Posted by Pablo Kjolseth on January 26, 2014
In his book Campus Life in the Movies: A Critical Survey from the Silent Era to the Present (2008), John E. Conklin “explores themes of college life in 680 feature-length films set in the U.S. and released between 1915 and 2006.” By now I’m guessing there are close to 800 movies that depict life at institutes of higher learning. Those are daunting numbers. If I were to program campus-themed movies for incoming freshmen, I’d keep it simple and limit it to three titles. For the first film, I would want something that represents the real challenges and stress faced by the earnest and hard-working scholar. For the second title I’d indulge the hedonists with pure entertainment. The third title, however, needs to update both. After all, whether you devote yourself with monastic discipline to your studies or let the years lapse from party to party, it all comes with a price tag. The ideal triptych? My choices would be: The Paper Chase (James Bridges, 1973), Animal House (1978), and Ivory Tower (Andrew Rossi, 2014).
“This is James T. Hart. Class of ’76. He has a birth certificate. A driver’s license. A high school diploma. A draft card. A college degree. And he’s about to spend three more years of his life chasing another piece of paper.” (From the trailer for The Paper Chase.)
The Paper Chase follows Timothy Bottoms, in the role of aspiring Harvard law student James T. Hart, who just a couple years previous to this film had an auspicious theatrical bow thanks to Johnny Got His Gun and The Last Picture Show (both 1971). The director, James Bridges, passed away in 1993 having helmed eight films, of which I’ve only seen a few; The China Syndrome (1979), Urban Cowboy (1980), and Bright Lights, Big City (1988). The big winner in The Paper Chase was John Houseman, whose performance as the intimidating Professor Charles Kingsfield earned him Goldon Globe an an Oscar for Best Actor in a Supporting Role. (This surely caused some regrets on the part of some of the actors Bridges had failed to interest in the role, including James Mason, Edward G. Robinson, and Sir John Gielgud.) The film was also nominated for two other Oscars (Best Writing, Best Sound). But the person who really made The Paper Chase stick out for me was the actress playing Kingsfield’s daughter: Lindsay Wagner. The reason for this is simple, as I first saw The Paper Chase on television as a kid sometime around the late seventies, the same time Wagner was on TV as The Bionic Woman. Her face adorned just about every lunchbox belonging to a grade-school crush of mine. She was the “star power” in my book.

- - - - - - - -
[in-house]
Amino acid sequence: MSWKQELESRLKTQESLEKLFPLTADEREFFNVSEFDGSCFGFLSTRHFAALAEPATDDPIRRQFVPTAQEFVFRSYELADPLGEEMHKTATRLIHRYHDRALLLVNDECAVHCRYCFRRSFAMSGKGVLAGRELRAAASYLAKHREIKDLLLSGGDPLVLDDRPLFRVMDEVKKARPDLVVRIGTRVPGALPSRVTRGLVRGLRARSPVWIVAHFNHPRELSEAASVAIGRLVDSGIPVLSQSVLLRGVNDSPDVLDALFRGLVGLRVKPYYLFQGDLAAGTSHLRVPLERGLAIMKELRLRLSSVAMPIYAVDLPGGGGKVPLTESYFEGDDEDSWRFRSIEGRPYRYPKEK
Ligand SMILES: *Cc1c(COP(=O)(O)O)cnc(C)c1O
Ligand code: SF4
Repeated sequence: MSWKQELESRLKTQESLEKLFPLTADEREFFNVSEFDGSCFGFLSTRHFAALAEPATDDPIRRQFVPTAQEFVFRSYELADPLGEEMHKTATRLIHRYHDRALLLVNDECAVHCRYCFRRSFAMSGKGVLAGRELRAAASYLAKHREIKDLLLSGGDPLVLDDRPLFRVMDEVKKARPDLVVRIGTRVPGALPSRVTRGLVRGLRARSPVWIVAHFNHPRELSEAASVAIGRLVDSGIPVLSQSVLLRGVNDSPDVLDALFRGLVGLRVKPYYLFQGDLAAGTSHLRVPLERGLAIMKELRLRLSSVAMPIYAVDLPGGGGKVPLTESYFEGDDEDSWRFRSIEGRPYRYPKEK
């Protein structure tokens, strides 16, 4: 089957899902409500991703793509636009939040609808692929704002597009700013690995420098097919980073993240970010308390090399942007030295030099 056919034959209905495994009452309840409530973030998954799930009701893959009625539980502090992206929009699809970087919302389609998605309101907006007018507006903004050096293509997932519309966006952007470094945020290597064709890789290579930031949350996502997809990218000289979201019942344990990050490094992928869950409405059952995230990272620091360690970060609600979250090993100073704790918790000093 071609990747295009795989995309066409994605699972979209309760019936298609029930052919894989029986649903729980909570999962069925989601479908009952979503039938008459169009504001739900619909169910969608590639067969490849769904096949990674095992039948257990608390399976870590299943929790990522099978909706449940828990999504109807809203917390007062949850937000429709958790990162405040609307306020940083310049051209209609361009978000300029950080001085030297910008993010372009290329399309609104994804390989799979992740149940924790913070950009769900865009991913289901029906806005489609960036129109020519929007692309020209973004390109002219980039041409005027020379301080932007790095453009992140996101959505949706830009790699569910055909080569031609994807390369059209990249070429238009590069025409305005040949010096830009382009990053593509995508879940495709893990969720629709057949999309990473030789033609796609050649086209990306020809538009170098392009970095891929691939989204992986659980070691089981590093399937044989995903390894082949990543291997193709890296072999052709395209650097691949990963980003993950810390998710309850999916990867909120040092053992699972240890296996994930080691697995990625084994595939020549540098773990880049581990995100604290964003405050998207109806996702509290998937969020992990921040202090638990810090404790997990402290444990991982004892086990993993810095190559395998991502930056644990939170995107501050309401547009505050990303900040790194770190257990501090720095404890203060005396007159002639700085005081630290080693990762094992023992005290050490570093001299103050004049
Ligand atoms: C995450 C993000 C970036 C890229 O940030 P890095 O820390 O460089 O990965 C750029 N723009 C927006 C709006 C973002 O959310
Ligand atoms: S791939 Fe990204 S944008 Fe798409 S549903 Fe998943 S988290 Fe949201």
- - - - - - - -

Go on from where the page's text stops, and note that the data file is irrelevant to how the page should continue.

As my father belonged to the faculty at the university that was located one block from my house, the academic universe was already a familiar one to me – at least from a professor’s point of view, as I could see him grading papers and hear him talking about classroom lectures. But The Paper Chase was pivotal in giving me a proper insight into what might be expected of me as a student. In hind-sight, my personal experience wasn’t quite as tough as that depicted by the young adults in The Paper Chase. After all, I didn’t go to Harvard (couldn’t afford it), had no interest in law (I double-majored in easier subjects), and I took my sweet time graduating. I wasn’t so much chasing that paper as maybe walking toward it at a very leisurely pace. As my debts caught up to me, I’ll admit to suddenly breaking into a panicked sprint, at which point I graduated within one semester. Either way, The Paper Chase was pivotal in shaping my understanding of how a serious student should behave. At one point, as a college student, I took an honors astrophysics class. After flunking the first exam, I tried to drop the class, but the professor encouraged me to stick it through, and I did. By the end of the class I managed to get a “B” – but only after tapping into my inner James T. Hart. No, I didn’t sleep with the daughter of my astrophysics professor. Instead, I pulled out all the other stops and studied every waking hour, got involved with study groups, and even enlisted the help of a private tutor. It was grueling and hard work, but it paid off.
“Christ. Seven years of college down the drain. Might as well join the fucking Peace Corps.” – Bluto
After an early education doing stunt work (starting with uncredited work on The Good, the Bad and the Ugly, 1966), an aptly titled directorial debut (Schlock, 1973), some acting for Roger Corman (Death Race 2000, 1975), and working with the Zucker brothers (The Kentucky Fried Movie, 1977), Landis finally landed his first big contract with Animal House. He’d gone from five digits (Schlock had a $60K budget), to six digits (The Kentucky Fried Movie was made with $650K), to seven digits: $3 million for Animal House. This was money well spent, as Animal House remains, to this date, Landis’ biggest hit, having grossed $142 million dollars. The Blues Brothers (1980), an American Werewolf in London (1981), Trading Places (1983), and several other titles by Landis were also big hits, but the only other title that comes close to making as much as Animal House was Coming to America (1988), which netted $128 million.
How much did The Paper Chase get at the box office? Only about as much as it cost to make Animal House. But whereas The Paper Chase quietly makes the rounds on television (it screens next month on TCM), Animal House launched the gross-out genre which is still popular in Hollywood and is still being screened regularly across colleges today. (As I write this I check to see if the student-run film series on my campus is screening it this semester. Yup. On March 18th. And in the same 500-seat auditorium where I programmed it back in the ’80s. The only difference is that I screened it on 35mm whereas this upcoming screening will be on Blu-Ray via an $85,000 digital Barco machine.)